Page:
Les Bistronomes

Natasha Rudra
White chocolate mousse with sweet potato crisp and rhubarb.
White chocolate mousse with sweet potato crisp and rhubarb. Photo: Graham Tidy

26 Elouera St Braddon, ACT 2612

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Well this is a bit Left Bank - dining in a little bistro amid a slight haze of smoke and the strains of chanson in the air. Except we're in Braddon and all that smoke isn't coming from diners puffing madly on Gauloises in between their carafes of wine as they talk about Olivier Sarkozy's wedding.

It's from the parade of ash-crusted ducks that come out of the kitchen, borne aloft on big platters, still glowing with ruby embers, or even flaming mildly on top. They're presented to diners for inspection before being taken back to the kitchen to be carved. When they're brought back, the duck is transformed into falling-off tender slices of meat with wedges of citrus.  

It's a small touch of theatre here at Les Bistronomes, and a welcome one, even if it does mean the front door has to be left open for a couple of minutes until the fresh air can clear the smoke out. The ashed duck, like so many of the delights at Clement Chauvin and Abel Bariller's bistro, comes from the big plates section of the menu – properly big dishes to split among two people that have to be ordered a little ahead.  

The Les Bistronomes interior avoids French cliches.
The Les Bistronomes interior avoids French cliches. Photo: Graham Tidy

We're already digging into ours – veal en croute ($88 for two), a dome of golden brown puffy pastry wrapped around meat that's pink right through. It's luxurious, hearty, the gamey flavour of the veal kept perfectly clean. A witlof and grapefruit salad on the side is a refreshing contrast.   

Bariller and Chauvin opened this paean to France in 2014, and it has slipped into a relaxed, casual bistro feel with fine technique on display in dishes like the veal en croute or the ash crusted duck.

It's on the less travelled side of Elouera Street, across from BentSpoke, and the simple fitout – plush chairs with a satiny red stripe, exposed brick, and floor to ceiling windows that can be opened out to the street – hint at France rather than pile on cheesy cliche.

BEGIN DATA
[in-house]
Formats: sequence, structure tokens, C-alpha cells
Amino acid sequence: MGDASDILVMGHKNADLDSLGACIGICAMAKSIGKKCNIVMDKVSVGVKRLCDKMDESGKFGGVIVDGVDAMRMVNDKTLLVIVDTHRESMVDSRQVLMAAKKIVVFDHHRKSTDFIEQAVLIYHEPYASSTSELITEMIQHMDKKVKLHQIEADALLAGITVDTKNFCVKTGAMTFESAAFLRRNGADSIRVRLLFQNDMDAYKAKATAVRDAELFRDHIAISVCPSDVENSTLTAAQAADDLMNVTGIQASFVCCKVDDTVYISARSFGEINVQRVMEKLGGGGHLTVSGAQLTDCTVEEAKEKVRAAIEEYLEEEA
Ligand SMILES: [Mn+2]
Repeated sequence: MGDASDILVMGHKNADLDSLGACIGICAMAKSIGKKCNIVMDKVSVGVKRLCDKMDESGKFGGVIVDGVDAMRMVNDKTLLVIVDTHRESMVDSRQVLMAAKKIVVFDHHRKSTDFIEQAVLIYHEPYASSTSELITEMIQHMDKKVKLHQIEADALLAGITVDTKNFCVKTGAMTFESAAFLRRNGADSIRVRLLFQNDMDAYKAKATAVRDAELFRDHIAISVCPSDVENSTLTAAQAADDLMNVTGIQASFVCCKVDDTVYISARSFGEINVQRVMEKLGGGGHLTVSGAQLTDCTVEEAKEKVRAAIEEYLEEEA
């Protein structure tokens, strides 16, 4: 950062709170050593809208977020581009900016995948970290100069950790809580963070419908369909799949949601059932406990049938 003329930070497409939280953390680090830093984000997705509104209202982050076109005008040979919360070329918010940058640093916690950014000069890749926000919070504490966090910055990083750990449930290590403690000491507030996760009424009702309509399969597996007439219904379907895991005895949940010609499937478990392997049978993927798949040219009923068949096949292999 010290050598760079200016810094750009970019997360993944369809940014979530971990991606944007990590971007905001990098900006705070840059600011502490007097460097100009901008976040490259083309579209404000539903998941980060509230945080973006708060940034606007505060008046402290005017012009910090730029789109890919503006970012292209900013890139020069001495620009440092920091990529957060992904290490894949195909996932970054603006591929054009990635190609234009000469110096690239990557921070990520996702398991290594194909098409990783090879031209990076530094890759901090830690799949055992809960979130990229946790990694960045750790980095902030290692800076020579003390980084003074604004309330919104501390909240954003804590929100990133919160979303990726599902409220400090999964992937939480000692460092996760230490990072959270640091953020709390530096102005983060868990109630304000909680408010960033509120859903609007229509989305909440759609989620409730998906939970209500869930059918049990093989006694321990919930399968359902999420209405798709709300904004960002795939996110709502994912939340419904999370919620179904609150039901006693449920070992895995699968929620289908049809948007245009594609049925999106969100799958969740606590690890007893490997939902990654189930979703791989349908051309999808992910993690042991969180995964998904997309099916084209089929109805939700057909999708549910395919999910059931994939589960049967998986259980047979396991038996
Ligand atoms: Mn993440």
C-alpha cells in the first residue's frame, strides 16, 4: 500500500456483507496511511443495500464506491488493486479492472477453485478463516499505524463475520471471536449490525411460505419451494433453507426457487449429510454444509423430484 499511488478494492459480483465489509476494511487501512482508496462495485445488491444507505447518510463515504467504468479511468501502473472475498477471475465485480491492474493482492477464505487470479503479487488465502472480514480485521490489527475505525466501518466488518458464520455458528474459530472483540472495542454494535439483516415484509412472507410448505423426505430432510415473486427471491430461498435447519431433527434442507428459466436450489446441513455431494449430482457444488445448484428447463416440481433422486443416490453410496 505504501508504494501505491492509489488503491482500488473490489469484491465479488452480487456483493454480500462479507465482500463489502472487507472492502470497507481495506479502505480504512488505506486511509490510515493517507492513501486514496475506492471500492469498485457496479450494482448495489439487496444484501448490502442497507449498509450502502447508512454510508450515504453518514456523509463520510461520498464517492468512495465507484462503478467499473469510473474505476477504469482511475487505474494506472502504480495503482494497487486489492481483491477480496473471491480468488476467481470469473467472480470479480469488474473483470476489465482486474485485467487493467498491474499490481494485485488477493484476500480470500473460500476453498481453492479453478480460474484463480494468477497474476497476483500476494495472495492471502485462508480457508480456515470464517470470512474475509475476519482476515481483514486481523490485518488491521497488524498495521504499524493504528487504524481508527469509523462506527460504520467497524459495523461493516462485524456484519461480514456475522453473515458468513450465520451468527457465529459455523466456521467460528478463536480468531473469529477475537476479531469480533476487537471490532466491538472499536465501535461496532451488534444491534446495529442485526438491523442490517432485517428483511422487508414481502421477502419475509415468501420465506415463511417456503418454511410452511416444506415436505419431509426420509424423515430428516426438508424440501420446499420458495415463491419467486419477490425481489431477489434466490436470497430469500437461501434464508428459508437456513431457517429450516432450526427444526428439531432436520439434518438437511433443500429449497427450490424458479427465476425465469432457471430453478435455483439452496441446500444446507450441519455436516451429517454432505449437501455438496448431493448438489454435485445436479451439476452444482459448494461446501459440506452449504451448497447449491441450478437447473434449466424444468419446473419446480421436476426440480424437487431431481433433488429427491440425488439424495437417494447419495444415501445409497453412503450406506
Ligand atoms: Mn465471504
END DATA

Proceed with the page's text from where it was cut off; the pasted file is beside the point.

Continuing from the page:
Goat's cheese with sun-dried tomato crackers.
Goat's cheese with sun-dried tomato crackers. Photo: Graham Tidy

Starters are fun. A boursin ($16) makes for a festive little entree, with a round of creamy goat's cheese filled with fresh herbs and big shards of bright red crackers made from sun-dried tomato. Feathery strands of dill are tucked through the crackers, which turn out to be light little scoops for the boursin. 

The whitebait ($16) is suggested as "good to share" and that's true – a generous pile of deep-fried little fish with a bowl of garlic mayo that's a bit tart, like a good yoghurt. The fish are succulent, though not terrifically crisp, and a spritz of lemon makes the whole thing sing.  

Bouillabaisse ($36) is seafood joy, a mix of mussels, scallops and prawns tumbled together in lovely rich, soft stock. All pretty light yet deeply flavoursome, not thickened or assisted any way, a dish that's a lesson in restraint. A glass of Petits Detours chardonnay does an adequate job of accompaniment. The wine list is a tour through France with a scattering of Canberra region drops, and quite a few of the wines are available as half bottle carafes. 

To finish there's a standout dessert of unstructured white chocolate mousse ($16) dusted with a deep dark cocoa powder and softly tart rhubarb slivers tossed throughout. It even prompts a round of dessert fork dueling as we compete to get amongst it and pick up bits of creamy mousse and sweet potato crisp.

We don't even notice the latest fiery duck making the rounds of the dining room this time.